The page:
My daughter and I were recently at the town library. They have a large area for children with a row of kid friendly computers, puppet stage, apple truck, train and building table and of course, books galore. I smiled at the other mother there with her son. As my daughter settled at the train table, I couldn’t help but hear the pleads of the little boy in the room.
Mommy, can you just watch me do this one more time?
The little boy was perched up on the apple truck and was pretending to deliver apples to the grocery store from his farm. The exasperated look on his mom’s face told me he had been at this for a while. She looked blankly at him and then back to her magazine. “Not now”, she sighed. I chuckled to myself because I know that feeling. My daughter’s most recent fixation is to constantly recite the lines from the movie Moana. Constantly. All day. Everyday.
After my daughter had finished her creation of the train and the town that surrounded it, she decided she had to read a book to the townspeople. The little boy had moved on from his apple delivery and onto the puppet stage.
Mommy, can you play with me?
“Not now,” she sighed. My daughter is an only child and I’m asked the same thing countless times throughout the day. I could definitely relate to this.
Then I saw his face. For a second, just a split second, he had this sad, defeated look in his eyes. Then he was busying himself with puppets.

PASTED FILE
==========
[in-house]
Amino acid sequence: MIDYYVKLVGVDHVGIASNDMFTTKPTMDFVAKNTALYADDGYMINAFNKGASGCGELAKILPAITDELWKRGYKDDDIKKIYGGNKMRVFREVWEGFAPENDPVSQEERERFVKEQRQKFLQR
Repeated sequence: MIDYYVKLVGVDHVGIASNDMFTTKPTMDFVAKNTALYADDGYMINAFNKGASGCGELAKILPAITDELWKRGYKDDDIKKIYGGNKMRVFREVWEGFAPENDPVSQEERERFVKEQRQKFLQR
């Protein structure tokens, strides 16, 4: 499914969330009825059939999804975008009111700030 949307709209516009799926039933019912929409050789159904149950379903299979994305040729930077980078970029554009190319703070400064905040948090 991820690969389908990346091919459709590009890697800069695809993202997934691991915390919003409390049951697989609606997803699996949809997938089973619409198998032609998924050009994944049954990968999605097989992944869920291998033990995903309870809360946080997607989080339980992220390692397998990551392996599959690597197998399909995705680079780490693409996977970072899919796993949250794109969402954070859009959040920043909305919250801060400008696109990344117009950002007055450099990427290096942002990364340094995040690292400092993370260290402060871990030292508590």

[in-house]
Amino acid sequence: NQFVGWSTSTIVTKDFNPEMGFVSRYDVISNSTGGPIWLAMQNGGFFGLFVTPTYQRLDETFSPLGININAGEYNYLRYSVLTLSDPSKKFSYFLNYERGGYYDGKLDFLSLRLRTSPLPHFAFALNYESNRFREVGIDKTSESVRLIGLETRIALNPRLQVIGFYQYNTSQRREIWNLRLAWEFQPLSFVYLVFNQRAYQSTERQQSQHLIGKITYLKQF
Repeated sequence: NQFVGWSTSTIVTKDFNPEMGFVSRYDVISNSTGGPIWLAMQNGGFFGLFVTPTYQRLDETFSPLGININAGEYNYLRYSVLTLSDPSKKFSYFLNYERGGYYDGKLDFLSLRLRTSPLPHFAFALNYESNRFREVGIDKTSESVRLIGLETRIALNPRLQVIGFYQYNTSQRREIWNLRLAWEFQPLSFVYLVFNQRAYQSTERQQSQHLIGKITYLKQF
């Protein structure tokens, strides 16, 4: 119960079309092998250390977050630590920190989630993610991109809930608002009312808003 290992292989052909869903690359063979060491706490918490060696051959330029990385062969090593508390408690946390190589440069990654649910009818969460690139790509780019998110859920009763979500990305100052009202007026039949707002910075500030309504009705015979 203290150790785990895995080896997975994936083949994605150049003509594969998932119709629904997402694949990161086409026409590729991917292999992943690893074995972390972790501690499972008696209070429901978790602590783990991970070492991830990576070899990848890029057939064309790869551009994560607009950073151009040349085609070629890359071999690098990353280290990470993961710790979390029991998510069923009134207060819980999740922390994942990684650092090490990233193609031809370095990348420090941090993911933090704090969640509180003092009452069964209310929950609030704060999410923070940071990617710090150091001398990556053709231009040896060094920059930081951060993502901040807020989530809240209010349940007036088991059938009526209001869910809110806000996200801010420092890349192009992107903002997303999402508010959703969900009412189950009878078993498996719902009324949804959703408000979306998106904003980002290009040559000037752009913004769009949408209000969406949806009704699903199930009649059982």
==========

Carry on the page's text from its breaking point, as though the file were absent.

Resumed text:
I wondered if my daughter ever had that look in her eyes. Maybe I just never noticed before. I am sure she has because I have used the phrase “not now” a handful of times throughout our days.
But who can fault us? Momming is all day, everyday. There are no days off or sick days. You are on at all times. So sometimes, there needs to be a second to just breathe. Sometimes there needs to be a pause, a moment, anything. Sometimes there needs to be a “not now”.
But because of “that look”, I will try my best to not use that statement as often as I have been. Not only because I don’t want my daughter to feel like I’m not interested in her or have her feel disappointed but because one day, I will be the one with “that look”. One day, sooner than I would like to admit, I will be the one who will want her attention and she will say “not now”. I will wish I had played one more time, listened one more time, sang one more time, colored with her one more time.
As I put my daughter to bed tonight, she asked me to sing her “The Second Star To The Right” one more time. So I did. She then asked for one more good night hug. So I hugged her tight. I then curled up next to her for a bit. Her whisper broke the brief silence.
Mommy, do you have to leave my room now?
I gave her a squeeze, settled in and answered.
No. Not now.